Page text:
Omnirax Time Capsule in San Francisco

A series of rebuilds over the years allows a full view on evolving studio design practice

SAUSALITO, Calif. — These five images from two iconic addresses in San Francisco radio history offer a revealing window into the changing shape of radio broadcasting furniture design. Studios at 201 3rd Street and 865 Battery Street have seen a series of ownership swaps and shuffles with Entercom and Bonneville being the current stewards.

The shot of KFRC from 2004, Fig. 1, illustrates the end of one era colliding with the dawn of the next. CDs were the dominant format, but cart machines and even tape players were lurking in the background. Monitors were CRT and stacked wherever space permitted. The furniture is the familiar oak and blue of so many PR&E studios from that era.

Omnirax Furniture Co.’s first build in San Francisco in 2005, Fig. 2, ushered this studio into the computer age. Under the guidance of legendary chief engineer Phil Lerza, the studio layout was reconfigured around monitors and keyboards, but paper still had a prominent position in front of the board op. There was still an abundance of rack space — some designated for a future use that never materialized.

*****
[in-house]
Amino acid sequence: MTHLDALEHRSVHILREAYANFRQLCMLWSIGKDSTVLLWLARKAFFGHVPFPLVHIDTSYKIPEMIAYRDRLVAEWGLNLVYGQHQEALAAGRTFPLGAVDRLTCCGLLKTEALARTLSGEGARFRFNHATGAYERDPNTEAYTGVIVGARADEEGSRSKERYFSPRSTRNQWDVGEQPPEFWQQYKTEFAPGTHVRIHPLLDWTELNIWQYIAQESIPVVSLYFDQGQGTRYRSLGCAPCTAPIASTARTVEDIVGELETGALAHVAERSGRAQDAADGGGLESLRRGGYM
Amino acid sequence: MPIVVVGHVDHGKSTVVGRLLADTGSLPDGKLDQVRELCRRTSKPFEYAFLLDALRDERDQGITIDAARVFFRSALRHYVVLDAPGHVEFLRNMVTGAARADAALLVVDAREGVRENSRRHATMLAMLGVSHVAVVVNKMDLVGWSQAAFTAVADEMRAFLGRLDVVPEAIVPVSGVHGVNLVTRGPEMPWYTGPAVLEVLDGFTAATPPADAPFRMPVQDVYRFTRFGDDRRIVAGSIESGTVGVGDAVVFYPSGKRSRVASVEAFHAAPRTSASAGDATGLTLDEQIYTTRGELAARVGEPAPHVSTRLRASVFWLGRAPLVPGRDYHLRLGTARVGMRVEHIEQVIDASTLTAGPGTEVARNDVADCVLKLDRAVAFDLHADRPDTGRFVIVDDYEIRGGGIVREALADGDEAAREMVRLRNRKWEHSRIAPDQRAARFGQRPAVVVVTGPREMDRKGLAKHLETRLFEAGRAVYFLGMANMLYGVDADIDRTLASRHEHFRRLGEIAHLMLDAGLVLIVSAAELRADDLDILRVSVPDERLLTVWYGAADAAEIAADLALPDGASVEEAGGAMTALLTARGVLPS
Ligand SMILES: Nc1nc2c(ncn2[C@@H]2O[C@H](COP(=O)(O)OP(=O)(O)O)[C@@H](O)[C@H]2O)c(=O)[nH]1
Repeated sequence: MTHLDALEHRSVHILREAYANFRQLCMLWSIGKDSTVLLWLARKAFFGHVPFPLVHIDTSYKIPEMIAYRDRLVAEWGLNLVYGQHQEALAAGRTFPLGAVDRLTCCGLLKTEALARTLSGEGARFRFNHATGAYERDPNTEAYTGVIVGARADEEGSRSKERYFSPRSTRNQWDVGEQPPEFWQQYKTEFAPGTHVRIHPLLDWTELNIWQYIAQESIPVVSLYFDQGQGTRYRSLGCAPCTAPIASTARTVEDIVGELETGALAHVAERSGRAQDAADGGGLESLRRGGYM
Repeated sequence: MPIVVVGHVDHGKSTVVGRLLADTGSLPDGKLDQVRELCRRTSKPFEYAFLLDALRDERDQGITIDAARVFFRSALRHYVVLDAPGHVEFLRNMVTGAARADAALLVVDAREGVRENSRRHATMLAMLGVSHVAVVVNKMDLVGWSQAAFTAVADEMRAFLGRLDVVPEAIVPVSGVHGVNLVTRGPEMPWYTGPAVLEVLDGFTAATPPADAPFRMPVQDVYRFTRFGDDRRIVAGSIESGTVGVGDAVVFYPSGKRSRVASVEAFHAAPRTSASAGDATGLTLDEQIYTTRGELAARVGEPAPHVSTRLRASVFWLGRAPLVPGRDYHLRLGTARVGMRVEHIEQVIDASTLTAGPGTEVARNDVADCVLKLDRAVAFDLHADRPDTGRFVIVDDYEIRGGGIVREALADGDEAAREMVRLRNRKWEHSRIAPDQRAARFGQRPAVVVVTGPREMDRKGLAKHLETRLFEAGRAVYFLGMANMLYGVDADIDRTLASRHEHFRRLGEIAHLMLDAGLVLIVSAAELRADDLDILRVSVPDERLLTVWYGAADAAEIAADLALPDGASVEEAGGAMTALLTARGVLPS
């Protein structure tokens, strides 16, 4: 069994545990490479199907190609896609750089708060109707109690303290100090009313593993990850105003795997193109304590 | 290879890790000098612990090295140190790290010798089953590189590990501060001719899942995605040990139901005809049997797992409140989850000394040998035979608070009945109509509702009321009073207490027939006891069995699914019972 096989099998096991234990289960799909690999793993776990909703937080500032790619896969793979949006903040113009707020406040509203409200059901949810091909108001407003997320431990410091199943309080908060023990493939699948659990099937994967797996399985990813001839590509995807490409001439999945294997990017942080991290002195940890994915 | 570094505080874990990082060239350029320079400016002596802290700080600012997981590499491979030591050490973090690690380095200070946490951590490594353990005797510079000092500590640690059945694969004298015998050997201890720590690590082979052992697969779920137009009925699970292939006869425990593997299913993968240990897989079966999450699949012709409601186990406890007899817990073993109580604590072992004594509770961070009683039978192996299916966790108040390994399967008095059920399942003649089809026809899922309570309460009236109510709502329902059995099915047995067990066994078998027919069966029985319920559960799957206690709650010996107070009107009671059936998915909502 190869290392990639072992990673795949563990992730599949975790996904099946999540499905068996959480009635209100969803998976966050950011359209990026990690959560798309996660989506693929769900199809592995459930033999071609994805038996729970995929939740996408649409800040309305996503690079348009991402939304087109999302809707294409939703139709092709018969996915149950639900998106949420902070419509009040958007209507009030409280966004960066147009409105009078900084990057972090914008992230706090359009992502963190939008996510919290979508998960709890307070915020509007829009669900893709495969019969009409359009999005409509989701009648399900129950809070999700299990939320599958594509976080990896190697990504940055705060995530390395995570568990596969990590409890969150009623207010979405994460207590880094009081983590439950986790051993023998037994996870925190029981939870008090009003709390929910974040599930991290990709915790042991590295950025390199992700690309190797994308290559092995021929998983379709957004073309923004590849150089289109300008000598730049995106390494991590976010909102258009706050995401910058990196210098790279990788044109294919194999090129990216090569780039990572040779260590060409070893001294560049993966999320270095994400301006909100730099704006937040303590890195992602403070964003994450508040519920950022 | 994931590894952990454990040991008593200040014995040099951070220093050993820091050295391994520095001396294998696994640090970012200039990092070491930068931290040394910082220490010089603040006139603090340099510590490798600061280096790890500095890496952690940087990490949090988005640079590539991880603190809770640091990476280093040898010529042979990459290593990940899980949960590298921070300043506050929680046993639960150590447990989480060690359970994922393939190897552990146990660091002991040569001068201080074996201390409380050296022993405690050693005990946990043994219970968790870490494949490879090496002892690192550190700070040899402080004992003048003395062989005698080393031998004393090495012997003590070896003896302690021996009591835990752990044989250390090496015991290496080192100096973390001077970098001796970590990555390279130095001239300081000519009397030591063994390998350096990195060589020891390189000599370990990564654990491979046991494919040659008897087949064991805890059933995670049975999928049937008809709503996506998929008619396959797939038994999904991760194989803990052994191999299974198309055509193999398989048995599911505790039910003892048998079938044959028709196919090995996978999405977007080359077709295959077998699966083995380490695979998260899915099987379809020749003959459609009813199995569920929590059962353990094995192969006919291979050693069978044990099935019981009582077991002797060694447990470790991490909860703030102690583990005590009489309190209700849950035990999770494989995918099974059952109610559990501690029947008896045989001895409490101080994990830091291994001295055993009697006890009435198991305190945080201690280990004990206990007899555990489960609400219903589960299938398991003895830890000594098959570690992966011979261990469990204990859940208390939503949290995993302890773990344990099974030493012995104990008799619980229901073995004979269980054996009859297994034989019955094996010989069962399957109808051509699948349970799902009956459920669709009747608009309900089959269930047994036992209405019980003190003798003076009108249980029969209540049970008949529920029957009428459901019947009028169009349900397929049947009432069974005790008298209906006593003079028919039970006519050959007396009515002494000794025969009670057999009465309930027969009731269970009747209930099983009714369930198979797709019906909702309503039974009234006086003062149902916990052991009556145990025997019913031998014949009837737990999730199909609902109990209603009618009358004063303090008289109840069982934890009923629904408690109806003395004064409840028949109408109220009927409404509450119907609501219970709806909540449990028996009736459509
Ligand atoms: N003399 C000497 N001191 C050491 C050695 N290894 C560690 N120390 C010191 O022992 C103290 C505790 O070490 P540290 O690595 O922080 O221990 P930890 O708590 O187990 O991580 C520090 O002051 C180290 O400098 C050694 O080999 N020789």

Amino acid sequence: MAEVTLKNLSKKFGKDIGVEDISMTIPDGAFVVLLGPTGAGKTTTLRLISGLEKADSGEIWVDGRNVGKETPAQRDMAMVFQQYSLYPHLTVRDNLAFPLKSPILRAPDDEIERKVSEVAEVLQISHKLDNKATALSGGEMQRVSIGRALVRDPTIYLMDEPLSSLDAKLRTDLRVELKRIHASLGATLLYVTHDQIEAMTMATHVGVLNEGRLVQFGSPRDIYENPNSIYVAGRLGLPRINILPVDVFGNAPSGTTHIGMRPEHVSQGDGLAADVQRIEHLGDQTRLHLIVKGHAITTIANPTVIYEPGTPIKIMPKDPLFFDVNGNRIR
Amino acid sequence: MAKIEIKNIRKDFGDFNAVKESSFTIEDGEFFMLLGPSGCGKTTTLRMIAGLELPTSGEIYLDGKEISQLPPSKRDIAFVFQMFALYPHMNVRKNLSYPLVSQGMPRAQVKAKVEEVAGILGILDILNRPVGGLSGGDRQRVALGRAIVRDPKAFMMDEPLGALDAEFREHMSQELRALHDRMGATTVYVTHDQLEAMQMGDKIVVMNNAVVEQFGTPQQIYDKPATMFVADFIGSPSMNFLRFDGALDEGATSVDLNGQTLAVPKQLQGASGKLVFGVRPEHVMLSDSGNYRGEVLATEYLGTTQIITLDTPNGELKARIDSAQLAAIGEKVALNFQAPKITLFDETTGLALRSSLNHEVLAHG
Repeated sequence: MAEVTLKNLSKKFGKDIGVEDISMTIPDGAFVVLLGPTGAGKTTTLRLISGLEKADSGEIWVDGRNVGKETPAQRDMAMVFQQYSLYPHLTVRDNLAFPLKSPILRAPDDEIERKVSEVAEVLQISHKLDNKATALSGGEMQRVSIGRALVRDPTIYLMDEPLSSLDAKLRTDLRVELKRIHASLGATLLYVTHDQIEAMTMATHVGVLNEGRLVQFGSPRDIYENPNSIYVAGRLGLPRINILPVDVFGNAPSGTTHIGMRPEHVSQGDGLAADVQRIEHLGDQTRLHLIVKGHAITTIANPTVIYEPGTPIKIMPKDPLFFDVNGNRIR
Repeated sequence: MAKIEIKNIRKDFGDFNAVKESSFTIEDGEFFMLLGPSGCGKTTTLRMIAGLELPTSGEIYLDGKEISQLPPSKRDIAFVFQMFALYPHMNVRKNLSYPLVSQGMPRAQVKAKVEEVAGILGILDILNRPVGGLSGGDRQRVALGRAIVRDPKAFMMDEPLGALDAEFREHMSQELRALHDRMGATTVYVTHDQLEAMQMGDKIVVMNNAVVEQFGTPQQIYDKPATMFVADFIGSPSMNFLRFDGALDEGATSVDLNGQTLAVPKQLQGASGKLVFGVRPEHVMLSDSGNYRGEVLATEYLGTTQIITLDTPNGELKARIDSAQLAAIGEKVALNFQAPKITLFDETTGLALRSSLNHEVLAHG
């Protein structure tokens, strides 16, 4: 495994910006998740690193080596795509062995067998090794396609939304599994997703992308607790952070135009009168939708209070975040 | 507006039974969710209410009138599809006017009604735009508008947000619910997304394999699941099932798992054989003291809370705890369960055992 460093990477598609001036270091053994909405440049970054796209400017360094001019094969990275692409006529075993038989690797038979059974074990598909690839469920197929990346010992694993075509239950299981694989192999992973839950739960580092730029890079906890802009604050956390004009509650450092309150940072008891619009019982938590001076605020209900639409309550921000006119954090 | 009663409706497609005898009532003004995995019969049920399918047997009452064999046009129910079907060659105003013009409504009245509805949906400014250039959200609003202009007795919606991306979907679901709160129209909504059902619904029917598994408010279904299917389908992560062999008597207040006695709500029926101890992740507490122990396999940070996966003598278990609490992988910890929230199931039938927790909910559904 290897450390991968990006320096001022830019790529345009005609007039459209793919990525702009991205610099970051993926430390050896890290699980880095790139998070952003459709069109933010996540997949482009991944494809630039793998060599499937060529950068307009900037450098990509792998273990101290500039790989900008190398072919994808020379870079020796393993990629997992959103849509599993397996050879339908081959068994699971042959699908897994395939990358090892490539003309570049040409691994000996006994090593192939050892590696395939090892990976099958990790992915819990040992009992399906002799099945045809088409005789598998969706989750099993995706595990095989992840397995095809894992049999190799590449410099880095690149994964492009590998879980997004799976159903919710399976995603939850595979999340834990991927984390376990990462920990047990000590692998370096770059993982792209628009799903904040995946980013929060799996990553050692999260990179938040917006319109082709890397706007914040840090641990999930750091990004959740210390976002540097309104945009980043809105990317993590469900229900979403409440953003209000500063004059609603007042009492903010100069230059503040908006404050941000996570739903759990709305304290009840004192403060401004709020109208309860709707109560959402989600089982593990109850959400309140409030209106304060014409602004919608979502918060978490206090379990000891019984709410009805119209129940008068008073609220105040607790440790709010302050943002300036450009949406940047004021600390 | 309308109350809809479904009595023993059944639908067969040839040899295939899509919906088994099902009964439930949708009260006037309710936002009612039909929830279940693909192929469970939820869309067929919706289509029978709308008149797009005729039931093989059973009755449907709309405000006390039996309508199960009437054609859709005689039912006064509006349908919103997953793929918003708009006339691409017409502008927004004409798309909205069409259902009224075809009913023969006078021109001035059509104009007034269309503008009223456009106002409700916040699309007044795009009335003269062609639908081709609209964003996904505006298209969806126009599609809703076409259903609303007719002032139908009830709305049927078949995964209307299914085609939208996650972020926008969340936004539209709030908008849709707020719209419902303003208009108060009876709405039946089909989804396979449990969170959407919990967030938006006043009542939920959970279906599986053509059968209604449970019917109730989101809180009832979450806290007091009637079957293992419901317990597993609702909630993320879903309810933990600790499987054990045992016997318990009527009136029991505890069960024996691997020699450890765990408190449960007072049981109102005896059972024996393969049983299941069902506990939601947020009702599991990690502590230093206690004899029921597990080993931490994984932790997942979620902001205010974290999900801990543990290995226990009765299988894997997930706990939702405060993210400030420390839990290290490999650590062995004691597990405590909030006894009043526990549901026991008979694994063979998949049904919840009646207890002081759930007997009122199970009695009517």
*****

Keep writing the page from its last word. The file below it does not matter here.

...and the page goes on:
Across town on 3rd street a similar shift occurred as Shingo Kamada oversaw a complete overhaul of 10 studios with familiar call letters including KOIT, KDFC and KZBR. Fig. 3 shows how KDFC’s extensive CD library dominated the background of this classical station’s air studio yet the facility’s design fully embraced computer’s infiltration into the airwaves.

Fast forward a decade. In 2016, Shingo brought Omnirax back into his facility to build furniture for a new feel, new format, fresh take, now called KGMZ(FM)/95.7 “The Game” (Fig. 4). From a design standpoint, we wanted to build furniture that reflected these changes: gone are the CDs, gone is most of the paper, as well as most of the rack gear. In its place, five pods with monitors front and center at each position. This stand-up studio supported a revolving cast of up to five people in a free-wheeling lively format. It certainly did not hurt, when in 2016 KGMZ became the flagship station for the Golden State Warriors.

KGMZ’s tenure on 3rd Street proved to be short lived as the station’s ownership and location was swept up in the swaps resulting from Entercom’s merger with CBS Radio. And where was it moving — cross town to Battery Street, replacing the KFRC Studio A from 2005. KGMZ’s cross-town move afforded a second chance to do a good thing better. Since it’s rare that we rebuild the same studio for the same station is such a short time frame, we asked Michael Smith, the longstanding chief engineer at Battery Street to check whether the talent moving into his plant approved of their set-up. Getting their approbation gave us license to create this latest iteration of monitor-centric talk furniture with sound and sight lines now optimized for cameras and web streaming (Fig. 5).

This visual time capsule shows a flip frame view of trends in studio design. Less wire, less rack gear, less paper. More monitors, more cameras and more modes of delivering the content that only radio can provide.

For information, contact David Holland at Omnirax in California at 1-415-332-3392 or visit www.omnirax.com.

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